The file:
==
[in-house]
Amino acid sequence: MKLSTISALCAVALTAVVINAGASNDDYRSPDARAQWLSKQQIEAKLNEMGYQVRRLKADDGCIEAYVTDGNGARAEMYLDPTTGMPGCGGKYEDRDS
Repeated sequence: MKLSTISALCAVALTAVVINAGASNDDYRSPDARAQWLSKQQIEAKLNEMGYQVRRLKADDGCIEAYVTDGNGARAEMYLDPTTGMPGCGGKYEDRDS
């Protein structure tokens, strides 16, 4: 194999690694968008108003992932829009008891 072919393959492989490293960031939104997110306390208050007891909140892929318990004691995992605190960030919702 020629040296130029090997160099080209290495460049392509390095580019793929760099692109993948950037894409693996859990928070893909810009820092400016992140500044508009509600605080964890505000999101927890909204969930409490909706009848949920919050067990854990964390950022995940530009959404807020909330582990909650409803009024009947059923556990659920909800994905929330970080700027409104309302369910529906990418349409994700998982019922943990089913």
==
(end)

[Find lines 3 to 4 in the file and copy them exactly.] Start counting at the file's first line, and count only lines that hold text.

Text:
Repeated sequence: MKLSTISALCAVALTAVVINAGASNDDYRSPDARAQWLSKQQIEAKLNEMGYQVRRLKADDGCIEAYVTDGNGARAEMYLDPTTGMPGCGGKYEDRDS
């Protein structure tokens, strides 16, 4: 194999690694968008108003992932829009008891 072919393959492989490293960031939104997110306390208050007891909140892929318990004691995992605190960030919702 020629040296130029090997160099080209290495460049392509390095580019793929760099692109993948950037894409693996859990928070893909810009820092400016992140500044508009509600605080964890505000999101927890909204969930409490909706009848949920919050067990854990964390950022995940530009959404807020909330582990909650409803009024009947059923556990659920909800994905929330970080700027409104309302369910529906990418349409994700998982019922943990089913």